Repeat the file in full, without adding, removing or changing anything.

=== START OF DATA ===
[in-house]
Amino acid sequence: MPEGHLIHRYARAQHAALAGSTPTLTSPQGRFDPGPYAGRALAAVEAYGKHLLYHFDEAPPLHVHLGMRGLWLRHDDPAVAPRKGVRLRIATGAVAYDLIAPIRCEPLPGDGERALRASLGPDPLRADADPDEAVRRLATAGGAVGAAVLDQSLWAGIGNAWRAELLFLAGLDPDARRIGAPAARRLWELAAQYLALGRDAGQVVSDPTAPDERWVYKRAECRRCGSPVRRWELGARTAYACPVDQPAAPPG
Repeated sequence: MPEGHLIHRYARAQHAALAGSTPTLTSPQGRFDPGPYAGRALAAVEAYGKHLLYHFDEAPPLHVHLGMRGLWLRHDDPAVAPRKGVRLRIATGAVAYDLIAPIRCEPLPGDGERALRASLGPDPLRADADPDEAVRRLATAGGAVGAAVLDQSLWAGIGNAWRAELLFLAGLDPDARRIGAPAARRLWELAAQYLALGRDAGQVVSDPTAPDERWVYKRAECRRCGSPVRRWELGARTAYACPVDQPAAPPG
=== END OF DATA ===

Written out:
[in-house]
Amino acid sequence: MPEGHLIHRYARAQHAALAGSTPTLTSPQGRFDPGPYAGRALAAVEAYGKHLLYHFDEAPPLHVHLGMRGLWLRHDDPAVAPRKGVRLRIATGAVAYDLIAPIRCEPLPGDGERALRASLGPDPLRADADPDEAVRRLATAGGAVGAAVLDQSLWAGIGNAWRAELLFLAGLDPDARRIGAPAARRLWELAAQYLALGRDAGQVVSDPTAPDERWVYKRAECRRCGSPVRRWELGARTAYACPVDQPAAPPG
Repeated sequence: MPEGHLIHRYARAQHAALAGSTPTLTSPQGRFDPGPYAGRALAAVEAYGKHLLYHFDEAPPLHVHLGMRGLWLRHDDPAVAPRKGVRLRIATGAVAYDLIAPIRCEPLPGDGERALRASLGPDPLRADADPDEAVRRLATAGGAVGAAVLDQSLWAGIGNAWRAELLFLAGLDPDARRIGAPAARRLWELAAQYLALGRDAGQVVSDPTAPDERWVYKRAECRRCGSPVRRWELGARTAYACPVDQPAAPPG